The 21C Music Festival: Giving Wings to the Better Angels of Our Nature

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Left to right: Danilo Pérez, John Patitucci, Zakir Hussain, Brian Blade. Photo credit: The Royal Conservatory/Koerner Hall; Lisa Salulensky
Left to right: Danilo Pérez, John Patitucci, Zakir Hussain, Brian Blade. Photo credit: The Royal Conservatory/Koerner Hall; Lisa Salulensky

John Patitucci’s work came shortly after a magnificent jam session that opened the evening’s proceedings from Zakir Hussain’s monumental work Peshkar. The music of this jam session has no title; musical collisions such as this one are rarely titled although it is highly disciplined yet loose enough for it to ebb and flow as its highly liquid form courses along a relentless path often engaging in dramatic melodic, harmonic and rhythmic entrances and exits. The music on this day began with a declarative chord followed by a tantalising right-hand figure derived from it, played by pianist Danilo Pérez. This was quickly picked up by the rest of the musical cast and interpreted by bassist John Patitucci, drummer and percussion colourist extraordinaire Brian Blade and the great tabla maestro Zakir Hussain – each according to his own whimsy – yet clearly following what Mr Pérez had so elegantly stated with masterful brevity.

You knew that the music was going to be full of wondrous – and diabolical – twists and turns. Although the conversation was a five-way one, the most dramatic moments came when bassist, drummer and tabla-player took turns acting as sort of musical agents provocateurs leading each other and the pianist down mysterious paths and harmonic and rhythmic alleys daring the others to follow with a view to leading everyone out of what surely felt like the dead-end in a musical labyrinth.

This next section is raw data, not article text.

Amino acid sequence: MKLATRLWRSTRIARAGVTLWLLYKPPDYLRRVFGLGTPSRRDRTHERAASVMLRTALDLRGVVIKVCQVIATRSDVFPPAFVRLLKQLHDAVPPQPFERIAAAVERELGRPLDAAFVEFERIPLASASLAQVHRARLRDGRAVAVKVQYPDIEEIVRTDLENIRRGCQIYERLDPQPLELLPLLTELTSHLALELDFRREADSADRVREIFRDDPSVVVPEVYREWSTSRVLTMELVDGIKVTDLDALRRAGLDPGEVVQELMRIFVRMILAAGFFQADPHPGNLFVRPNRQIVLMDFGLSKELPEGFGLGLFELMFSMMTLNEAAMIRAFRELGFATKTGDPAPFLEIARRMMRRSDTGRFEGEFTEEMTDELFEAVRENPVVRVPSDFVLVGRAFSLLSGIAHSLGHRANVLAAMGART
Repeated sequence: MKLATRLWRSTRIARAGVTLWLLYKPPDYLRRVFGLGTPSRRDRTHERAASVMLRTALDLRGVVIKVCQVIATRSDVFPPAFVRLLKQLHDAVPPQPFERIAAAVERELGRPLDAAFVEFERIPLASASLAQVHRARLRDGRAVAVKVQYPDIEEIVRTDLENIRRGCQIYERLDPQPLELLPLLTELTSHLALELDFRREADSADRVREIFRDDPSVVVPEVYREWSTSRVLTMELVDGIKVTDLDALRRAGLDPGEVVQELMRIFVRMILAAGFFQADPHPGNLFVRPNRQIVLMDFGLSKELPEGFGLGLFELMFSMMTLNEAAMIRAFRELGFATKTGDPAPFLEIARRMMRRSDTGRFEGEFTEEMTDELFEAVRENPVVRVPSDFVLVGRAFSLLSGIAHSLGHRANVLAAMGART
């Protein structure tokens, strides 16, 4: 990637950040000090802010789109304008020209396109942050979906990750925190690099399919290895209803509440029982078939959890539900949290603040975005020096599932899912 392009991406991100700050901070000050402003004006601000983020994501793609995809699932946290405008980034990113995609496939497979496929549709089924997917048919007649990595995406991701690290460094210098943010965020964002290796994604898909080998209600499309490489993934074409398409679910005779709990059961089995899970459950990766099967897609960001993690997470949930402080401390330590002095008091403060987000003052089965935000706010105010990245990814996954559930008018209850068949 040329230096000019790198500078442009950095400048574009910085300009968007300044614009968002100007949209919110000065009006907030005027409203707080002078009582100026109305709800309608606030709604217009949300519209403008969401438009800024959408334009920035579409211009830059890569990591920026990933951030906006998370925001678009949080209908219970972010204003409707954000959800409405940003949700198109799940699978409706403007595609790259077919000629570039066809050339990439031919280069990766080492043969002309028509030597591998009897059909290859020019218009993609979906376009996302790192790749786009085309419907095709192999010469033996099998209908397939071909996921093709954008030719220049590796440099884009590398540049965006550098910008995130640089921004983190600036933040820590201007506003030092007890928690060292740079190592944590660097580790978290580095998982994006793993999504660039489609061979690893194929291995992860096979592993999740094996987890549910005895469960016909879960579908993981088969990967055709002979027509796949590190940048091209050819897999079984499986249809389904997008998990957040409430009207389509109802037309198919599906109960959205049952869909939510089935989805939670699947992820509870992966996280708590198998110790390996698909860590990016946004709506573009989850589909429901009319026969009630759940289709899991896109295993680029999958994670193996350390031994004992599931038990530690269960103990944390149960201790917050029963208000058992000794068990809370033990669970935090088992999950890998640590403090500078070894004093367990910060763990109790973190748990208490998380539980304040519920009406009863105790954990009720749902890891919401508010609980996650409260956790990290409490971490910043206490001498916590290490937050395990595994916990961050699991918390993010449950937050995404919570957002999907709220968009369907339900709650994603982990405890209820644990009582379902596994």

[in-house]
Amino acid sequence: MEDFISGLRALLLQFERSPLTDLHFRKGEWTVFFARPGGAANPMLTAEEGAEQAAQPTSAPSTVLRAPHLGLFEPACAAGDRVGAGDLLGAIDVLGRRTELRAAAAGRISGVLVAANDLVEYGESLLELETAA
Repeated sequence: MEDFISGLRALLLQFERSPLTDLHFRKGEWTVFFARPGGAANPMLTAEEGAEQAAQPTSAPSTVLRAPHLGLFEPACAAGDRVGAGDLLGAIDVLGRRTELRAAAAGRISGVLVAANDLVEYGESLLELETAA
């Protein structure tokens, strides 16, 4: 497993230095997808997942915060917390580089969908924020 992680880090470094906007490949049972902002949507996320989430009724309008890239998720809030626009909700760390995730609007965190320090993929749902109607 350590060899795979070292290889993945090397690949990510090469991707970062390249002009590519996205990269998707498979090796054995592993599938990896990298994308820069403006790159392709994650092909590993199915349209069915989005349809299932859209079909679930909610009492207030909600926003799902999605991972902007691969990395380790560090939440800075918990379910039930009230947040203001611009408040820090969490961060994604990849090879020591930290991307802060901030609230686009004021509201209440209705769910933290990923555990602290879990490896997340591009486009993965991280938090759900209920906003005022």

Left to right: John Patitucci, Zakir Hussain, Danilo Pérez, Brian Blade. Photo credit: The Royal Conservatory/Koerner Hall; Lisa Salulensky
Left to right: John Patitucci, Zakir Hussain, Danilo Pérez, Brian Blade. Photo credit: The Royal Conservatory/Koerner Hall; Lisa Salulensky

Here too the most fascinating ones were those that came when Mr Hussain made as if to lead Mr Blade astray. But Jazz teaches those who would learn to prepare for any eventuality by listening attentively to every musician on stage as if they were the only ones playing. Still, a lesser drummer would have been flummoxed; but not Mr Blade, who is a master not only of time but dramatic change. It became clear early and frequently as well for everything that Mr Hussain threw at him – and there was much that he did, in the form of complex polyrhythms arising out of diabolically difficult talas, made more spectacular with even more complex and ornamented lightning-fast rhythmic figures that no one else by Zakir Hussain could make.

Every rhythmic zinger that was sent Mr Blade’s way was returned to the tabla maestro with the proverbially compound interest. But remarkably, fire was not necessarily fought with fire. Often Mr Blade sent back a rhythmic call with a delicately formed response. And after a percussion discussion that sometimes caught fire, the percussionists drew in Mr Patitucci and Mr Pérez turning the evolving music into something quite extraordinary until – having had their respective fills, the musicians brought the music “home”. The result was a complete triumph of music, with the quiet intimacy of a small group often exploding into a long work, delightfully-communicated in an utterly focused and poetic manner.

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